The bread course is called ‘Not an ashtray’ and arrives in a smoking pot alongside a lit cigar. It triggers curiosity on sight because the cigar (which happens to be rye bread) looks so convincingly real. The smoking pot is filled with a black garlic mousse and smoked tomato ash that is the perfect smoky accompaniment to the earthy rye bread cigar.
Next up is the oyster course, which is presented on a bubbling coral reef platter. The oysters are topped with caviar foam, a creamy caviar dressing and thinly sliced onion that offers a delicious contrast in texture to the creamy fresh oyster. The ‘Ethical fois gras’ duck egg is next – the name of the dish refers to Rikku’s use of duck liver coming from ducks that haven’t been force fed. It’s served as a mousse topped with cocoa nibs and banana gel, as well as toasted banana bread to accompany. The courses keep coming but it’s with the cauli-cheese course, a cheese lover’s dream, where you have to stop and take a moment. Three different ages of parmesan come together in the form of foam, espuma and a crisp. Nestled underneath them is a pickled and charred cauliflower. This plate is definitely on my list of top three courses.
The standout dish of the evening, without a doubt, is the ramen course. The first thing to arrive is a syringe filled with a honey-coloured liquid and a green liquid. Next a hot stone is placed on the table, surrounded by fresh rosemary and raw seasoned Wagyu beef, which we cook on the hot stone. A bowl is placed in front of us with pickled radish, a quail egg and samphire, over which a deep dark aromatic brown liquor is poured. The syringe is then inserted into the bowl and the liquid inside is pushed out to form the noodles. The cooked beef is then laid on top to be enjoyed with the honey noodles and broth. This dish ticks all the boxes – from the theatre behind the presentation to the intense and rich flavour of the broth and the interactive element. It’s unbelievable, like nothing I’ve ever experienced while dining before.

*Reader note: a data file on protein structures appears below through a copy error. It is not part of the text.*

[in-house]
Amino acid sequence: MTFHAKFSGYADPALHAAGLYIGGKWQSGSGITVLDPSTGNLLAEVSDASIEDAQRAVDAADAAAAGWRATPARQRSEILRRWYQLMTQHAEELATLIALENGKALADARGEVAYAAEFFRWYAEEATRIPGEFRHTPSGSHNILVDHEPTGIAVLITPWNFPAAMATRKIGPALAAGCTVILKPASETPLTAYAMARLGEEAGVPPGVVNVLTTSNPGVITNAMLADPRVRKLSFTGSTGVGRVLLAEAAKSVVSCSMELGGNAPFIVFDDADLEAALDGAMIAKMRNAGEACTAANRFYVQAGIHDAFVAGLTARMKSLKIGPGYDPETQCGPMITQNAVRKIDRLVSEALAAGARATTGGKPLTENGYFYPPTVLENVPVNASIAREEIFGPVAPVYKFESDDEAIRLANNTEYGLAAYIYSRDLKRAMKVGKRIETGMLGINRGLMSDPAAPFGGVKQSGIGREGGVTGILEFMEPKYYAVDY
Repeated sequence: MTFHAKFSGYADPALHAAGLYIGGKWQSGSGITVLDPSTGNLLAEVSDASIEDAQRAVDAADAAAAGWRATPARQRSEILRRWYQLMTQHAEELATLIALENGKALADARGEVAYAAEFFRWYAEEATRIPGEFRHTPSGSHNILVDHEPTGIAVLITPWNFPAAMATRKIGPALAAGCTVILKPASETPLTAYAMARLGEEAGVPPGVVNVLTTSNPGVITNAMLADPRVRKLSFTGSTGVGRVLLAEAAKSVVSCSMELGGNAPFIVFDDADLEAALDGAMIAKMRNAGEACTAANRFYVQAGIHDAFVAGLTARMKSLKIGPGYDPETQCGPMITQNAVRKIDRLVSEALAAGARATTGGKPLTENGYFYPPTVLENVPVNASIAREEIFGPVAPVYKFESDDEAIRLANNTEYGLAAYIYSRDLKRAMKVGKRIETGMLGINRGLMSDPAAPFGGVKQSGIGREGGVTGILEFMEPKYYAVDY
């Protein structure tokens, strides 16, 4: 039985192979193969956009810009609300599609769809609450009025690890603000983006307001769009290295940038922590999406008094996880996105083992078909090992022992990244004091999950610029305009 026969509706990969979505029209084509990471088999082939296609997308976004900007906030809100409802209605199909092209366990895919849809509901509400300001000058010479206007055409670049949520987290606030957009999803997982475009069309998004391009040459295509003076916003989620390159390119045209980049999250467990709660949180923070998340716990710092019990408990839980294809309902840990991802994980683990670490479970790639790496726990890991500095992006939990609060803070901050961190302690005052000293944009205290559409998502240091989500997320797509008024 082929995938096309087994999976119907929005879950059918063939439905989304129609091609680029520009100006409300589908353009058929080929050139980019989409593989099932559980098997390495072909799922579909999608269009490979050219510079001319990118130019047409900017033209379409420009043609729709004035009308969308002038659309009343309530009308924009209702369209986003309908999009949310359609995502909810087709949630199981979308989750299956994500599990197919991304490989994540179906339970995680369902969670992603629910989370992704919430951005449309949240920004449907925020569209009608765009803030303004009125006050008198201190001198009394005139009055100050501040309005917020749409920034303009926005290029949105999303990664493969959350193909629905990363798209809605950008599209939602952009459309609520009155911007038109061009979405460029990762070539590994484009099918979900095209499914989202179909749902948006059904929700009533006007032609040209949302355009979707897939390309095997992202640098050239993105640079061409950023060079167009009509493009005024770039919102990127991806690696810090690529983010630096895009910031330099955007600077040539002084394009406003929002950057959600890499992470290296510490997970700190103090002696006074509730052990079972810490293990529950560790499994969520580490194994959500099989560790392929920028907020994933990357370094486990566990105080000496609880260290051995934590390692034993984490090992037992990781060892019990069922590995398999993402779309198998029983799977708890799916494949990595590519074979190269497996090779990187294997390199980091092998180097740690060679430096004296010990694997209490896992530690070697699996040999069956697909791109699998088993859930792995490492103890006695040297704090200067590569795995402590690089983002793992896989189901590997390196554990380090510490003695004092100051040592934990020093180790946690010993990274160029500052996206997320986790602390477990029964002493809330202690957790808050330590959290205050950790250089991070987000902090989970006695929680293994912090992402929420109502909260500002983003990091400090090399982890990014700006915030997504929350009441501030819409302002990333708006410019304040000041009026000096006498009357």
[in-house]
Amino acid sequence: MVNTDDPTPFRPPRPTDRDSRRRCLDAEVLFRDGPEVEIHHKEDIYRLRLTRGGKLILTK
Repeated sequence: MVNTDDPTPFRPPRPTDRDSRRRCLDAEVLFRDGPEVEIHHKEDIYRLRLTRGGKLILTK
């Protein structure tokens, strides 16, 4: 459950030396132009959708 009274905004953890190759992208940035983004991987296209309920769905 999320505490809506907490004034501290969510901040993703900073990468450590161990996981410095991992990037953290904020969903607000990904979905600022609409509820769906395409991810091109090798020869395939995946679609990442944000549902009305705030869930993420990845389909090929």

Chef Rikku’s signature dish of wild peacock (the dish he received 10/10 for when he competed on MasterChef UK) is also to be found on the menu. It’s a deliciously complex plate with charred feta, pickled grapes, black rice and rice-puff-coated peacock.
Towards the end, the intriguing 3D menu is opened to reveal vials of Quoin Rock coffee-infused grappa, which is poured over ice and topped with cream to form a Black Russian cocktail course. That’s swiftly followed by a beetroot candy helium balloon that comes floating into the room. The waiter then instructs me to put my lips to the candy balloon and suck up the helium. I excitedly oblige and giggle at the sound of my squeaky helium voice. It’s such a fun way to end off a meal.
You’d think that after hours of sitting through a 16-course meal, you’d leave bloated and uncomfortable, yet we leave feeling sated instead of stuffed. Chef Rikku has found a way to balance flavours and courses so that the flavours are exciting but not overly rich, which means you can enjoy every course. There’s only one way that I would describe chef Rikku’s menu: theatrical – in flavour, presentation and experience.
The wine list consists of a collection of Quoin Rock wines, a few of which are available to order by the glass. The rest of the menu contains a selection of exclusive international wines. There’s a selection of cocktails available, as well as selected spirits on offer.
Seamless. Our waitress was knowledgeable about the food and even knew the stories behind Rikku’s inspiration for every single dish. The entire front-of-house operation runs with the precision of a military operation.
It’s clear that no expense has been spared in creating this gorgeous restaurant space. The arched entrance is the gateway into a beautiful minimalistic dining area, filled with light wooden tables laid with exquisite glassware and a beautiful geometric golden metal menu. You look out over the rolling hills and vineyards of Quoin Rock.
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